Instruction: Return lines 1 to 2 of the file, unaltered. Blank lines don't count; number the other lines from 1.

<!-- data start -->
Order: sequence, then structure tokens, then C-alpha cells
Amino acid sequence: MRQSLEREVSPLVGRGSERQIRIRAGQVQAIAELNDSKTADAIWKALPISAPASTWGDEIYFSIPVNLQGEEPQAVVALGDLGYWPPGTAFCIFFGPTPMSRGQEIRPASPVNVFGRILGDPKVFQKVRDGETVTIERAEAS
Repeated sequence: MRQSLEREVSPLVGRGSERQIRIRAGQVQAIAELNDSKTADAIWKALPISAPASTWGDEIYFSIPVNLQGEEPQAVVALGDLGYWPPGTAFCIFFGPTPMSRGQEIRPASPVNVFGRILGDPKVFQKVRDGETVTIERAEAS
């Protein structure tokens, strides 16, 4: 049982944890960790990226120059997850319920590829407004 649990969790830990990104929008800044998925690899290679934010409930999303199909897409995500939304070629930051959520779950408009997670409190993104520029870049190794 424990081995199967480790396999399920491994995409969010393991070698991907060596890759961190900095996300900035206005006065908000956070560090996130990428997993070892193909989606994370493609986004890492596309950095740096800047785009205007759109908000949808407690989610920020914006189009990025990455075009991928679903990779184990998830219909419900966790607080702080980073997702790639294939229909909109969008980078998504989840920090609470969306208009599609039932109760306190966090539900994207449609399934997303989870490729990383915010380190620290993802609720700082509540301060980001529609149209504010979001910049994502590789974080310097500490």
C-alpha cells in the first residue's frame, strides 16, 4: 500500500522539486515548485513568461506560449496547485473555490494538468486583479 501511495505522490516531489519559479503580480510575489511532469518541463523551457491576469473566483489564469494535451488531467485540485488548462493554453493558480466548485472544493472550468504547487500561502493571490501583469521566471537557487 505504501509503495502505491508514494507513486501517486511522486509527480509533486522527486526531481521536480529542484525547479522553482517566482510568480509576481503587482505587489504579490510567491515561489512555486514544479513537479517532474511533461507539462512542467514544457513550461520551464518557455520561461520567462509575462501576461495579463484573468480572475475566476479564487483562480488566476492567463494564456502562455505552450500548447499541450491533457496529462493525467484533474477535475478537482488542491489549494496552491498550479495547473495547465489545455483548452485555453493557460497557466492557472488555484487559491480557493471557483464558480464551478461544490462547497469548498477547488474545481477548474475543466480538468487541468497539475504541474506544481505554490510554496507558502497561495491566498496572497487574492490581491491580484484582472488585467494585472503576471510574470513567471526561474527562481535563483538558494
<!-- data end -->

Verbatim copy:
Order: sequence, then structure tokens, then C-alpha cells
Amino acid sequence: MRQSLEREVSPLVGRGSERQIRIRAGQVQAIAELNDSKTADAIWKALPISAPASTWGDEIYFSIPVNLQGEEPQAVVALGDLGYWPPGTAFCIFFGPTPMSRGQEIRPASPVNVFGRILGDPKVFQKVRDGETVTIERAEAS